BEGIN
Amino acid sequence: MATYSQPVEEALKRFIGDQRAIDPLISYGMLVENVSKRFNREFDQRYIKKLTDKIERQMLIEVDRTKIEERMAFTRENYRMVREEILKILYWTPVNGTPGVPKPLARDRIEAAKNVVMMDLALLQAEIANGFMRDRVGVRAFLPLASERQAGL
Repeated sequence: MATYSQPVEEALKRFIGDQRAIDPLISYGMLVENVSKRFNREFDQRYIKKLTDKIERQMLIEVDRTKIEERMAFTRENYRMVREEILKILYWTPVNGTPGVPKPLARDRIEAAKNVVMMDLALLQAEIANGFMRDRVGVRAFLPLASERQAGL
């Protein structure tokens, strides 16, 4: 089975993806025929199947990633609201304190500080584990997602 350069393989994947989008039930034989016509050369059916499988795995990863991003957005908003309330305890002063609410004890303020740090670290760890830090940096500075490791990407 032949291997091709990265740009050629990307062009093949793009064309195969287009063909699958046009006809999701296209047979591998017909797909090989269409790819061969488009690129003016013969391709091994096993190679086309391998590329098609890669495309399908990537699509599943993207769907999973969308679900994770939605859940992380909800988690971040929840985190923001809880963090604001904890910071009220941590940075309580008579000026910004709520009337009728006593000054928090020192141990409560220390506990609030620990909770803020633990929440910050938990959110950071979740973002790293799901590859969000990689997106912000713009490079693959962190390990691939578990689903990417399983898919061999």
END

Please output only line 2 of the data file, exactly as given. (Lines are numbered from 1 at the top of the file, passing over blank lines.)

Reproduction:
Repeated sequence: MATYSQPVEEALKRFIGDQRAIDPLISYGMLVENVSKRFNREFDQRYIKKLTDKIERQMLIEVDRTKIEERMAFTRENYRMVREEILKILYWTPVNGTPGVPKPLARDRIEAAKNVVMMDLALLQAEIANGFMRDRVGVRAFLPLASERQAGL